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Is The BJP Stung By Rahul’s Walk?

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Nowadays, our politics is habituated to sitting on a high pedestal, hobnobbing with world leaders, generating impressions of a superpower and returning to earth for the purpose of winning elections.
In contrast, the yatra never left earth, observes Shyam G Menon.

IMAGE: Congress leader Rahul Gandhi waves to supporters during the Bharat Jodo Yatra at Ghasera village in Nuh, Haryana, December 22, 2022. Photograph: ANI Photo

Back in school, there used to be a regular question at quiz competitions: who is the governor of the Reserve Bank of India?

Not knowing the answer usually left one embarrassed because the name was there on currency notes.

How could you not know something that was so easily accessed? So, if the occasional quiz competition engaged one’s interest, knowing the name of the RBI governor was part of one’s arsenal; even if, the actual purpose of the RBI and how it functioned, were still beyond one’s grasp.

That’s how I first heard of Manmohan Singh. He was the RBI governor from 1982 to 1985.

I belong to the generation which completed its studies and commenced employment in the period he moved from the RBI to the Planning Commission, the South Commission, being advisor to the prime minister on economic affairs, then chairman of the University Grants Commission and eventually entered politics.

He was finance minister in the government headed by P V Narasimha Rao. In that position, he both shepherded India out of a severe financial crisis and played a key role in structuring the economic reforms that liberalized the Indian economy.

 

IMAGE: Rahul with military veterans during the Bharat Jodo Yatra in Haryana. Photograph: ANI Photo

In May 2004, he became the prime minister. As prime minister, Manmohan Singh’s wasn’t a dominant presence. He was low profile and aware of his limits on the communication front. With all that and his stature as economist, he was much respected by other world leaders without having to dress India up in splendour, GDP and weaponry to make his visiting card impressive.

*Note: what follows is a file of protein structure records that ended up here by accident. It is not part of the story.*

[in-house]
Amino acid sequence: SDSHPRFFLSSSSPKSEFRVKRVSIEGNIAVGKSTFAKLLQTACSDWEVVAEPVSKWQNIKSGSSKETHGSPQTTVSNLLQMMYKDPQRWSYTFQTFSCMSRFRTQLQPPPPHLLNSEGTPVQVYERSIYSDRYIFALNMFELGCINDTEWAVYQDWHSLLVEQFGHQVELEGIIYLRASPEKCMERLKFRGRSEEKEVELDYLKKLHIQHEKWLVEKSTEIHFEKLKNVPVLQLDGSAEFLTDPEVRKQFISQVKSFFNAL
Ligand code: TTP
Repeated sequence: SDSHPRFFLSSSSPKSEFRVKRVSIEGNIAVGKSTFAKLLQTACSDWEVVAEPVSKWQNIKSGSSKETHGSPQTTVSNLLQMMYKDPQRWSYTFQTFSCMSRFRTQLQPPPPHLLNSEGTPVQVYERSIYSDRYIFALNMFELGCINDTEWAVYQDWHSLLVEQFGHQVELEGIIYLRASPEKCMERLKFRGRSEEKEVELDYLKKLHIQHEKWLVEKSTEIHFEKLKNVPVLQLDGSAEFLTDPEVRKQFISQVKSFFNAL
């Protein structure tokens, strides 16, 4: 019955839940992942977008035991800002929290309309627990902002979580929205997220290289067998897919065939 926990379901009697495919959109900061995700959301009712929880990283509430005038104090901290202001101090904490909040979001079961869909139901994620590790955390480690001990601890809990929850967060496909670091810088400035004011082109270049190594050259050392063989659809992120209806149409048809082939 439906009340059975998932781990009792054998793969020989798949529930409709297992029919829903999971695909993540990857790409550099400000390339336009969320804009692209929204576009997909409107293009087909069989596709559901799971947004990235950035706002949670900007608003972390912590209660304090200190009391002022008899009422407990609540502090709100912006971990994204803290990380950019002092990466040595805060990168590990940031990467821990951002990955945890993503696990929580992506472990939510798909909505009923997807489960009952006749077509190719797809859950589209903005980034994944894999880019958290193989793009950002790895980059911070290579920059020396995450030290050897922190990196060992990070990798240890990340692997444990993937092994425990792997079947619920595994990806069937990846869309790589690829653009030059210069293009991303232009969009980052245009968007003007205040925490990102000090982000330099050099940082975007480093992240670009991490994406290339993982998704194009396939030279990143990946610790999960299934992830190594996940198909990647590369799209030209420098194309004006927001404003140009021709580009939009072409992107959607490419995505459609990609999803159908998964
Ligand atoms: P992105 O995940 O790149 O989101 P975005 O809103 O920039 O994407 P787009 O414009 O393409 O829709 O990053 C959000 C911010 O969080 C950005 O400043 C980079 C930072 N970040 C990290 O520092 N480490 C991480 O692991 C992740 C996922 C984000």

This was years ago; the Manmohan Singh government is now history. In an irony of sorts, it was scandals stemming from the maturing of the market economy he enabled, that felled him.

IMAGE: Rahul with Congress leaders Bhupinder Singh Hooda, Udai Bhan, Kumari Selja, Randeep Singh Surjewala and others in Nuh, Haryana. Photograph: ANI Photo

In September 2022, a yatra that few bothered paying attention to, commenced from Kanyakumari in southern India.

It was led by Rahul Gandhi, leader of the Congress party and thanks to the trolling of the Bhartiya Janata Party, among the most mocked politicians around.

His goal was to walk from the country’s southern tip to Kashmir in the north. The procession was meant to spread a message of unity, bring people together.

Ignored by major media organisations and written about by only a handful, the yatra nevertheless gathered a following. It was a stark contrast to contemporary Indian politics lost to spin and optics.

Nowadays, our politics is habituated to sitting on a high pedestal, hobnobbing with world leaders, generating impressions of a superpower and returning to earth for the purpose of winning elections. In contrast, the yatra never left earth.